By Bonnie Jenkins, Advanced Natural Wellness
Along with graying hair, fading eyesight and wrinkles comes another universal sign of aging that doesn’t create the same level of angst – but it should. It’s called sarcopenia (sar-ko-PEENya), which is the loss of muscle mass, strength and function that’s entirely too common as we get older.
Sure, everyone experiences some degree of muscle loss with age. But progressive sarcopenia is at the core of why some people become frail. It increases the likelihood of falls and impairs a person’s ability to perform even routine daily tasks, like climbing stairs, opening a jar or doing the laundry.
After peaking in young adulthood, skeletal muscle starts declining at about 45 to 55 years of age. Experts estimate that advanced sarcopenia affects 30 percent of people over the age of 60 and possibly more than 50 percent over the age of 80. But there are ways to minimize muscle loss as you age.
Bones and Beyond
Sarcopenia may not be as familiar a term as osteoporosis, but the fact is they often go hand in hand. These two conditions tend to track each other as you age and for good reason. Muscle helps prevent bone loss. If you lose muscle, you’re going to lose bone as well.
Here’s another problem – as muscle is lost, balance becomes impaired, which increases the risk of falling. And falls lead to fractures – especially if your bones are already weakened.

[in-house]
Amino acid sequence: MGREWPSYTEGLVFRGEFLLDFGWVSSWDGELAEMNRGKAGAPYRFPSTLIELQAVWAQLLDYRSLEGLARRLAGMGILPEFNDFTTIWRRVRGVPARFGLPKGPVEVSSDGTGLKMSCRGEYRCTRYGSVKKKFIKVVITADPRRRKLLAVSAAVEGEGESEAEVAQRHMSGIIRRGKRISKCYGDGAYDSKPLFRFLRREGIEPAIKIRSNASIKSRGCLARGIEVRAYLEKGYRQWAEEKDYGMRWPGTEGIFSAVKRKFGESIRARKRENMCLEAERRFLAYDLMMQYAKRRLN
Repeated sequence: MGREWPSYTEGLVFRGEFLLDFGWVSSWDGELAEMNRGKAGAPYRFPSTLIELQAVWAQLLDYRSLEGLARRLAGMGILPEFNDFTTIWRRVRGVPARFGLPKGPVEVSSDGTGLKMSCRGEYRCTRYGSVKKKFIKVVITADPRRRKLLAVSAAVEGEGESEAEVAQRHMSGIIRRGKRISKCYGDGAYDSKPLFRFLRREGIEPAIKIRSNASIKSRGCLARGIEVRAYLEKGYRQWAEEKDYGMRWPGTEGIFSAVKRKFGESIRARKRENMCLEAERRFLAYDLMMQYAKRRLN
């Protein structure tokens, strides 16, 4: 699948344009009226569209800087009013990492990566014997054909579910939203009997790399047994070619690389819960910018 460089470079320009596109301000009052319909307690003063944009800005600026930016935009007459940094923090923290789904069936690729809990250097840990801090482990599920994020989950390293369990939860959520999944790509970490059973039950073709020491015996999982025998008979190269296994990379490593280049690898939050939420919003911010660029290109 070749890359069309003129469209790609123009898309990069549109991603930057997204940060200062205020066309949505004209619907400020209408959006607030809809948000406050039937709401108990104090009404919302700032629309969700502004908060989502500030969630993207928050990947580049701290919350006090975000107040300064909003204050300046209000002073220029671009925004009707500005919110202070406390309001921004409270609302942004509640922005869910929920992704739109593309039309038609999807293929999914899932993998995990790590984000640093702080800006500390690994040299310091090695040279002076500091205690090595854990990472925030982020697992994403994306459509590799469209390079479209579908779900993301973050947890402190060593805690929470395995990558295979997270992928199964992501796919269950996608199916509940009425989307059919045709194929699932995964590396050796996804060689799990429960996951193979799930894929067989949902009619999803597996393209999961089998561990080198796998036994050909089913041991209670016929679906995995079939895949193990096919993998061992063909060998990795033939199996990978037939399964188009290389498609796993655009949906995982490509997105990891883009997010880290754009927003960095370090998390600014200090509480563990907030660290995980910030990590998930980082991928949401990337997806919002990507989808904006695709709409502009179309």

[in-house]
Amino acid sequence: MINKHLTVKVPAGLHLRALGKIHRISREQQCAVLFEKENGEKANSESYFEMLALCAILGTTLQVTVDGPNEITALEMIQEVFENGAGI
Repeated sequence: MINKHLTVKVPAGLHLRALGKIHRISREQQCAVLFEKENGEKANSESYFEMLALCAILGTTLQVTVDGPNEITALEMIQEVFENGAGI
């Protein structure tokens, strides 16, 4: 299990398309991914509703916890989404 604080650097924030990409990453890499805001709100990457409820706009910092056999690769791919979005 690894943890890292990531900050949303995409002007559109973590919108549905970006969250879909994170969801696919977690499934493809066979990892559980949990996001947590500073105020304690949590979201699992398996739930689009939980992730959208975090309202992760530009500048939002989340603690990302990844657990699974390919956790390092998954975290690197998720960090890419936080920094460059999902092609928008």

Experts routinely recommend weight-bearing exercise to prevent bone loss. That’s because, as muscles get stronger, they impose physical force on bones – which, in turn, stimulates the body to make more bone to support the muscle.
Strong, healthy muscles don’t just keep your bones strong and your physic buff. They play a much larger role in how your body functions. Most people don’t realize that muscle helps to maintain normal blood sugar levels. In fact, some researchers think that the downward spiral toward diabetes begins when insulin is no longer effective at helping muscle clear glucose from the blood.
It stands to reason then, that as muscle mass diminishes, it impairs the ability to keep blood sugar stable. That increases the likelihood of developing insulin resistance and type 2 diabetes.
Of course, the opposite is also true. As you build muscle, improvements in insulin resistance follow. Researchers at the Human Nutrition Research Center on Aging at Tufts University studied 62 middle-aged and older adults with type 2 diabetes during 16 weeks of strength training and found that when muscle increased, insulin resistance improved significantly.
Weight lifters have long maintained that eating more protein results in bigger, stronger muscles. Now, researchers may be inclined to agree. They are finding that a low protein intake contributes to muscle loss and that extra protein may benefit older people in their fight against sarcopenia.
The current Daily Value for protein is 50 grams. However, some experts think that older men and women may need twice that much for greater muscle mass and strength. The problem is, only about 30 percent of older adults even meet current recommendations for protein.
Not only is the amount of protein important in preventing sarcopenia, the type of protein matters too. Meat and other animal sources of protein provide a nutrient-rich package of all the essential amino acids needed to manufacture and maintain muscle. In other words, a little goes a long way toward maintaining muscle. And a new study in the Journal of Nutrition, Health and Aging found that intake of animal protein was the only independent predictor of muscle mass in a group of women aged 57 to 75.